by Al Kresta
When I see people cloaking their own political/economic preferences with the authority of divine revelation, I get angry. Jesus, himself, got angry when the Pharisees attributed to their own traditions a divine authority for which they had no warrant. I’m sure my anger doesn’t compare well to that of Jesus. Nevertheless, having been misled in my teens and early 20s by false spiritual claims, this does get a bit personal.
All Catholics, however, should take false spiritual claims personally. They threaten to undermine our task in the world. The Catholic Church is placed on earth to reveal the united humanity willed by God and inaugurated in Jesus’ Kingdom. People enter this new humanity through baptism and the Church is established, one might say, as the pilot-plant of that new humanity. We are to pioneer better ways of loving and serving one another, of carrying one another’s burdens, of resolving human conflict and ensuring human flourishing. When the institutional and spiritual unity of the Church is threatened, Jesus’ claim to have inaugurated his Kingdom is made less plausible in the eyes of the watching world. Much is at stake in our life together.
This is why I am dismayed when well-intentioned men and women confuse left-leaning, socio-economicpolicies with definitive Catholic social principles. Inevitably, this confusion provokes reaction from fellow Catholics who, leaning right, sense the abuse of spiritual authority. It gets ugly.
I first saw this type of abuse from the political right at a 1976 symposium titled “A Christian Approach to Economics” held at a Lansing Baptist church. The presenter, a genial, successful businessman and longtime Bible reader, made the claim that the Ten Commandments show that unfettered capitalism is the only economic arrangement that Christians can support.
I had just finished reading Ron Sider’s Rich Christians in an Age of Hunger and my head was busting with Bible verses about the Jubilee year and the gleaning laws of the Old Testament. The presenter’s hot words led to my boiling words and when I stood to interrupt, verbal fisticuffs followed. Both arrogantly and incautiously claimed to know more about God’s will than we had a right. It was ugly.
Disagreement about socio-economic policies doesn’t justify abandoning confidence in the Catholic social principles that do apply in all times and all places. These principles are:
• The dignity of the human person, meaning that every human life is sacred, images God and is the foundation, the cause and the end of every social institution.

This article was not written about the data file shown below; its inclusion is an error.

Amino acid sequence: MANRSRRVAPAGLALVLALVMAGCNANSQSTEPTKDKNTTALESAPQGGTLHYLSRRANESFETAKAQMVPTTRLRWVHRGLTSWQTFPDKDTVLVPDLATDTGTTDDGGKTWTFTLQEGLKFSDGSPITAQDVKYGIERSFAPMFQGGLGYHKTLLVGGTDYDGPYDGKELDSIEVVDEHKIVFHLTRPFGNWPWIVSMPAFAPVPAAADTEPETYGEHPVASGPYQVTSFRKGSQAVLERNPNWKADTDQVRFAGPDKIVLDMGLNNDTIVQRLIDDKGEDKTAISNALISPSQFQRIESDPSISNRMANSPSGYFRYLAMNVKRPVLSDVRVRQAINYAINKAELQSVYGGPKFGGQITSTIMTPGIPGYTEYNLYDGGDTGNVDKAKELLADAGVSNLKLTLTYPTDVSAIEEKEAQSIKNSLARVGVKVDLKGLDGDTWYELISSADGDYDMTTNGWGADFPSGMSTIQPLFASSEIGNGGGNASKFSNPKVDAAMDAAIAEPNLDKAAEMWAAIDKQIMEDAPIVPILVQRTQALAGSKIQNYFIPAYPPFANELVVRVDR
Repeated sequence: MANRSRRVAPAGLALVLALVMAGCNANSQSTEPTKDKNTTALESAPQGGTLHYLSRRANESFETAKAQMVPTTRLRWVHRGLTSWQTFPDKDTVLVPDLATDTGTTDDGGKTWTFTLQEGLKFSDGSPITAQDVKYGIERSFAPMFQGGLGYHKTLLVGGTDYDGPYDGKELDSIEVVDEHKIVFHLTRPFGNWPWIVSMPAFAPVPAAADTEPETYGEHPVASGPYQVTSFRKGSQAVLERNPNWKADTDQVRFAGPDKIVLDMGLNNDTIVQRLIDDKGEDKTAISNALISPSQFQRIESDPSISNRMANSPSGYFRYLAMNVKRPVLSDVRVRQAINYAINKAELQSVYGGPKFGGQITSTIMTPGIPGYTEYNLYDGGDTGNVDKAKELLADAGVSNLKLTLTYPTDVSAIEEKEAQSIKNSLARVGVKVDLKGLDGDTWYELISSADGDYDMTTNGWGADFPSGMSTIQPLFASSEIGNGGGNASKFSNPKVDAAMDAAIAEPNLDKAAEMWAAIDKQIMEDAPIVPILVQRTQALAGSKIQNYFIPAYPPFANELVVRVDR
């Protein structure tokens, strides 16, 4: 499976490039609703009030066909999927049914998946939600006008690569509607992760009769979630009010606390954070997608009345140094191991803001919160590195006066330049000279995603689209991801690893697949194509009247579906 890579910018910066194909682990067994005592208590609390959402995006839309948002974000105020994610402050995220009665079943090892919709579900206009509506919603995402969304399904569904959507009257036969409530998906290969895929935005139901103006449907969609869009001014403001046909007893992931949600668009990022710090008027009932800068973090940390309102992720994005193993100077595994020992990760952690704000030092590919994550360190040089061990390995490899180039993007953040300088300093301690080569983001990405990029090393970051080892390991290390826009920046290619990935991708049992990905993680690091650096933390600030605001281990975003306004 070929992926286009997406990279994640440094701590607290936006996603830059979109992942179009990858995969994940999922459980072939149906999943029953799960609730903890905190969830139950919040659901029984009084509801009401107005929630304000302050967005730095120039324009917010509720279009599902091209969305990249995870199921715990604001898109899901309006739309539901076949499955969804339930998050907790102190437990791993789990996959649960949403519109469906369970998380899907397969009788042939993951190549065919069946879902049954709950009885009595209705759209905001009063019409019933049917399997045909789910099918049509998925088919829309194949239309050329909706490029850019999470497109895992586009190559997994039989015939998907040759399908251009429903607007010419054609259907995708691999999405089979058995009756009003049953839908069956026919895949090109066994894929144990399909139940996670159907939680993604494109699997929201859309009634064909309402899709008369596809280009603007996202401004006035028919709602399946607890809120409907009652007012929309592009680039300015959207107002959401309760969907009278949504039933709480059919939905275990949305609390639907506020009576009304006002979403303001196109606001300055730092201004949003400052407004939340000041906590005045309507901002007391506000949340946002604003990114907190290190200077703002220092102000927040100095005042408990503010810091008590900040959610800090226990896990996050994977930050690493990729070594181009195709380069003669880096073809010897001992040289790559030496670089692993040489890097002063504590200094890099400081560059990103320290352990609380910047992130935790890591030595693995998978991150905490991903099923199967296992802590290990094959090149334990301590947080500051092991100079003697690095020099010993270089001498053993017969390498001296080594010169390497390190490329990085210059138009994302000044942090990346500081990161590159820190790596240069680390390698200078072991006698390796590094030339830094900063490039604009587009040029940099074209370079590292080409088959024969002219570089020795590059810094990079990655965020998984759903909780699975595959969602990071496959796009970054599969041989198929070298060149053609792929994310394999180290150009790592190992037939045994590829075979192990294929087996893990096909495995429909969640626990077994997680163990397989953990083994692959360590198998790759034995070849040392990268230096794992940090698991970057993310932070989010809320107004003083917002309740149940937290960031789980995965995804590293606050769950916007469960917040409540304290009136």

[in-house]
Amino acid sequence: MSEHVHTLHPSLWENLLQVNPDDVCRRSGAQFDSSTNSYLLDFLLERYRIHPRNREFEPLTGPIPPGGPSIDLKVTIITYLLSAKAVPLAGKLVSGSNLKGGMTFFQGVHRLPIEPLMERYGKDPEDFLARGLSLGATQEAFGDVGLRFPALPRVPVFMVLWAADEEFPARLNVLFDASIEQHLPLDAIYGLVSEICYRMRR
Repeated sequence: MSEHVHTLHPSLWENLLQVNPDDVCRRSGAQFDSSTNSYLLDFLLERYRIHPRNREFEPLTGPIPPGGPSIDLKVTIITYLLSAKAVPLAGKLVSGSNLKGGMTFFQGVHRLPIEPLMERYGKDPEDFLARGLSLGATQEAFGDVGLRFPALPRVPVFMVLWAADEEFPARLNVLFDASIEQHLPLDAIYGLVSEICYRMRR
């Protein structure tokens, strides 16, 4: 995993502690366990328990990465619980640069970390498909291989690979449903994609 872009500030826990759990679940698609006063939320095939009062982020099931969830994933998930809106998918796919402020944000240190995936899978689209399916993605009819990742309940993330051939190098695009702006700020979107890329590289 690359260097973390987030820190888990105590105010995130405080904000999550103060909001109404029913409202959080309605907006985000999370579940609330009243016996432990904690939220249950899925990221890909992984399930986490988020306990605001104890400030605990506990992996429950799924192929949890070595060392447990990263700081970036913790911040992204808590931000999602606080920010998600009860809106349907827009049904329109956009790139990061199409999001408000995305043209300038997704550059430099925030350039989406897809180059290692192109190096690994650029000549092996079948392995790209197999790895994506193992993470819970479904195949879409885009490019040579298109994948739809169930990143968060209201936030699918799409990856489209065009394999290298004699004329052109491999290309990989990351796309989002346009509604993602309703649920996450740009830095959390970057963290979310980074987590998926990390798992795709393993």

• Subsidiarity, meaning that problems should be handled by the smallest, lowest, or least centralized authority capable of resolving the problem.
• Solidarity, meaning that no economic, religious, racial, ethnic, or political barrier should blind us to our common creation and our potential redemption.
• Universal destination of material goods, meaning that the goods of creation are destined to meet the basic needs of the whole human race.
• Preferential option for the poor, which means the testing of various policies by their impact on the poor and powerless.
These immutable principles construct the arena in which we carry out our contest of application. Catholic laity are divinely ordained as citizens, sociologists, politicians, economists, artists, mothers and fathers, union leaders, corporate managers, etc., to enter that arena and formulate policies based on these revealed principles. We won’t always agree. But our policies must be submitted to prudential reason and, when possible, empirical testing. In Christ, conflict of opinion should be creative.
Unfortunately, some try to short-circuit the debate by claiming divine authority for their favorite socio-economic policies. The evangelical Protestant businessman, coming from the right, championed unfettered capitalism as a divine truth. Today many Catholics, coming from the left, similarly abuse spiritual authority and baptize a center/left Western European democratic socialism. They seem mired in memories of the mixed economies of Europe that produced strong recovery after World War II. Today’s economic successes of India, Hong Kong, Singapore, South Korea, the failures of Argentina, Chile, many African nations or the current economic stagnation of the European Union seem lost on them.
This is our test: “What offers long-term help for the poor?” The Asian Development Bank estimates that between 1990 and 2005, approximately 850 million people have escaped absolute poverty. A major reason has been more open markets, private entrepreneurship, greater access to foreign capital and the freeing up of trade. Here the poor have been elevated, first of all, through the creation of wealth rather than its redistribution. You can’t redistribute what you don’t possess.
Many Catholic social justice advocates fail to learn from these social experiments because of a habitual distrust of free markets and economic liberalization. They reflexively turn to the state to solve socio-economic problems as though this is the only option mandated by divine teaching. It is not.
Embrace everyone, but resist any opinion from left or right that confuses Catholic social doctrine with any particular application of it. We cannot claim divine warrant for our prudential judgments any more than the Pharisees claimed for their, perhaps helpful, pious traditions. The Body of Christ is not conservative or liberal; it is Catholic. We are not captive to any partisan ideology. We do have our principles, but will test policies by how they protect human life, increase human beatitude, expand human liberty and elevate the poor to freedom and dignity.